Psycho-Therapy? Anyone?

The Y2K bug may have turned out to be a bust, but the dawn of the new millennium sure has put a bug up the collective fannies of Ireland's Therapy?

If you'll recall, way back there in the last century (somewhere around 1994), these boys seemed primed for rock supremacy with the release of their classic Troublegum disc — a particularly potent brand of pop/punk/metal, shot through with a splash of psychic bleakness that meshed well with the prevailing grunge winds of the day. UK hits followed, and North American success seemed only another great album away.

Unfortunately, 1995's artistically compromised Infernal Love wasn't that album, and Therapy? began a slow fade that lasted the rest of the decade, culminating in the demise of their record company (A&M) and, it seemed, their career. All of which makes this new Therapy? release, on Ark21, such a revelation. Against all odds, they have somehow recaptured their artistic demon on this nasty little disc — and that may be due to leader Andy Cairns' acknowledged recent immersion in the collected works of Iggy Pop and the Stooges.

The best stuff here — "Wall of Mouths," "Jam Jar Jail" (RealAudio excerpt) and the irresistible garage-rocker "Sister" (RealAudio excerpt) — all roar with the ferocity of prime Therapy?, eschewing the rigid song structures of the past in favor of a newfound looseness (not to be confused with mere sloppiness). The overall feel of the album recalls the Motor City, pedal-to-the-metal crunch of such Stooges' Funhouse classics as "Down in the Street" and the appropriately named "Loose," whilst also at times conjuring up the past glories of Therapy's fellow rocking Irishmen, Thin Lizzy.

Furthermore, when Therapy? do decide to get off the main highway of four-on-the-floor rock (a trip that's proved bumpy in the past), this time the wheels don't fall off. "Six Mile Water" (RealAudio excerpt) is a forlorn ballad whose swampy atmospherics recall the similar spaghetti-goth ventures of those lovable scarecrows Nick Cave and Polly Harvey. In the same vein, "God Kicks," in which a gravel-throated Cairns makes Tom Waits sound like a soprano, is a dead-end tale told by a wanderer of the wasteland, much like the washed-up prizefighter from Hemingway's "The Battler" — a man who has stared into the abyss so long that it's now become a part of him. "God kicks with both feet/ And keeps his shoes clean," growls Cairns, as cellist Martin McCarrick provides a suitable John Cale–like drone in the background.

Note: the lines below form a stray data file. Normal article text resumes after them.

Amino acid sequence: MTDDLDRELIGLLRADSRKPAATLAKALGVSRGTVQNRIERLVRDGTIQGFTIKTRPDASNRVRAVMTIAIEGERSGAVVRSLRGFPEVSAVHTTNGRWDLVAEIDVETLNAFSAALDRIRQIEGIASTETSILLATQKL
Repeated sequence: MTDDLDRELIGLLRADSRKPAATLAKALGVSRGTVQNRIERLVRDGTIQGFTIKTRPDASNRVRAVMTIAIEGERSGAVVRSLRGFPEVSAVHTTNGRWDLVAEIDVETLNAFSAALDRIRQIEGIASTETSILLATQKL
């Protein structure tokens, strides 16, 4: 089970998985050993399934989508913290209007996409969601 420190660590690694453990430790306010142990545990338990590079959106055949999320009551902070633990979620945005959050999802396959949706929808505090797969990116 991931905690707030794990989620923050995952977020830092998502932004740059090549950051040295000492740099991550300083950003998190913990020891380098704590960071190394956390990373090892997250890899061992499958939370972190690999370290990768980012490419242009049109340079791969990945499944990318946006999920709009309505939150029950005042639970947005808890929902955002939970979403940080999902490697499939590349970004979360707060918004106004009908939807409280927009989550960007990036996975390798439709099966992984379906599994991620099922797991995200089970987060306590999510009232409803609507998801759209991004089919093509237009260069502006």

Suicide Pact: You First thus provides true therapy for rock fans tired of what Cairns recently described in Metal Hammer as the "fucked-up childhood, big-shorts rock" world of sports-metal, the purveyors of which are addressed in the album's title. Rather than whining about life's darkness, Therapy? embrace it here with a big, sloppy kiss on the lips — and with the motor running. No, rock ain't dead just yet. And neither are Therapy?, it seems.